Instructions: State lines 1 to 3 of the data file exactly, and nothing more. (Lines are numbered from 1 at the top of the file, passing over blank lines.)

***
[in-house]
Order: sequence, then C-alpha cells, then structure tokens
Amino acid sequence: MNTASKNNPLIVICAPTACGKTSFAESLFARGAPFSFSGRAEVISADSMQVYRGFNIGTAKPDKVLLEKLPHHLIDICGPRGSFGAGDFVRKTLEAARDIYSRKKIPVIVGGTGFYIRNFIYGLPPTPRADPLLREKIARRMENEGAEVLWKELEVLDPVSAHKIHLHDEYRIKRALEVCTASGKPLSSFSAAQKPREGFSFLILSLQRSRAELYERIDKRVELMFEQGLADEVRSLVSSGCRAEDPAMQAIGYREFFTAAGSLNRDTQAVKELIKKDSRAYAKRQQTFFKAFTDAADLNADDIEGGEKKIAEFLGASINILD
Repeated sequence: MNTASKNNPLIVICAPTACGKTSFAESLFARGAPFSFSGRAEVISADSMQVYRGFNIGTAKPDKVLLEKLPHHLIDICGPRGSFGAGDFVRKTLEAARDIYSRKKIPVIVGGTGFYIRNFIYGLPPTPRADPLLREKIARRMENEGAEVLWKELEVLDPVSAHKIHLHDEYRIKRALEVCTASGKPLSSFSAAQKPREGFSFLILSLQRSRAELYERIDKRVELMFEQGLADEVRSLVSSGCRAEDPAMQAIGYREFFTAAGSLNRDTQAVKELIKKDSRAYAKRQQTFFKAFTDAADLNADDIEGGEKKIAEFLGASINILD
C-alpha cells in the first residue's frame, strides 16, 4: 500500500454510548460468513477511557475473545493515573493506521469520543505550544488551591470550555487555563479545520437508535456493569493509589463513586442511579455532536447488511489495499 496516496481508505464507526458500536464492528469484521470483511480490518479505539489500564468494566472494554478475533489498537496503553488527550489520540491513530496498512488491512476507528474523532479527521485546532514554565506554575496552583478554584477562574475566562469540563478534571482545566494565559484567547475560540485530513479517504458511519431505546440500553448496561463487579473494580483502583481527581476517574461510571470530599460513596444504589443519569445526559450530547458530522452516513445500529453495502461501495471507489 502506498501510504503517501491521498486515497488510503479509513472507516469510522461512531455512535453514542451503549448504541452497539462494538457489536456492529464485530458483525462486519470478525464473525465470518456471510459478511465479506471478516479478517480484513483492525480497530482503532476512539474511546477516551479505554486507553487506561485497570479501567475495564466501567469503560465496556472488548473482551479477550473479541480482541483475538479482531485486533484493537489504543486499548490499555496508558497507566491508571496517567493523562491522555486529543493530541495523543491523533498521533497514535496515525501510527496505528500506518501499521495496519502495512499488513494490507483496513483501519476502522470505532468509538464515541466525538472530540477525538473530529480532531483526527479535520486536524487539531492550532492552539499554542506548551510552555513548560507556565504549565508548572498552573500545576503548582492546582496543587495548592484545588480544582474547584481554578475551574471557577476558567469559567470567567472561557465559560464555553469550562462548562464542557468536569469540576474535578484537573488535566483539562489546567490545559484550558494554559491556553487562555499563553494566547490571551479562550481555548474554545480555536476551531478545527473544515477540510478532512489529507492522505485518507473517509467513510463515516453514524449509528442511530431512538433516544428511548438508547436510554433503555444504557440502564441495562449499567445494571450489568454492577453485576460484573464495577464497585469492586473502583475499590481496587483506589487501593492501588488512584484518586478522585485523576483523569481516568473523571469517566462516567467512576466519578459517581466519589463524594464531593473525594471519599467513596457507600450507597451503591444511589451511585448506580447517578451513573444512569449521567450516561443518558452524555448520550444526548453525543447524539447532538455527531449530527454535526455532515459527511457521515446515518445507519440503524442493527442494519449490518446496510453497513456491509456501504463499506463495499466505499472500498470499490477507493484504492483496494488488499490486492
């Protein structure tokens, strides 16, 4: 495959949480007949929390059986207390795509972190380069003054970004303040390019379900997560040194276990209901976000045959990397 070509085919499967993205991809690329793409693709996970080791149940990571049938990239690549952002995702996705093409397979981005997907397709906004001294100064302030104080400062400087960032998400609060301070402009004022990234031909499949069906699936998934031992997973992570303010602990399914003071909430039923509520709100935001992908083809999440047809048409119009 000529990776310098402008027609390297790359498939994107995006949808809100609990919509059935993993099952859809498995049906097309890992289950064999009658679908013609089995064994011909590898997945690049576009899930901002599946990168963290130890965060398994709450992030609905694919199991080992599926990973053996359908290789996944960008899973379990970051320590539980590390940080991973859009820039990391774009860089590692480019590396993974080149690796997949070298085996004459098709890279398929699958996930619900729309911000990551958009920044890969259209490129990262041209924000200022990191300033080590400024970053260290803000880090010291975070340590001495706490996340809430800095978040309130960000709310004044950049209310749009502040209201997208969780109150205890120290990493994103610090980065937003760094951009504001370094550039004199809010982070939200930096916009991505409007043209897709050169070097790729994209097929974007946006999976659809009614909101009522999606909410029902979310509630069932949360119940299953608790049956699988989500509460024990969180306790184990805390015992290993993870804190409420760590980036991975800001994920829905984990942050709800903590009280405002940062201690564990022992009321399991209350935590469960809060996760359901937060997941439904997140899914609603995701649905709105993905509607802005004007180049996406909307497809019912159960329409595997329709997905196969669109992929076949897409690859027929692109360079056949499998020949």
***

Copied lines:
[in-house]
Order: sequence, then C-alpha cells, then structure tokens
Amino acid sequence: MNTASKNNPLIVICAPTACGKTSFAESLFARGAPFSFSGRAEVISADSMQVYRGFNIGTAKPDKVLLEKLPHHLIDICGPRGSFGAGDFVRKTLEAARDIYSRKKIPVIVGGTGFYIRNFIYGLPPTPRADPLLREKIARRMENEGAEVLWKELEVLDPVSAHKIHLHDEYRIKRALEVCTASGKPLSSFSAAQKPREGFSFLILSLQRSRAELYERIDKRVELMFEQGLADEVRSLVSSGCRAEDPAMQAIGYREFFTAAGSLNRDTQAVKELIKKDSRAYAKRQQTFFKAFTDAADLNADDIEGGEKKIAEFLGASINILD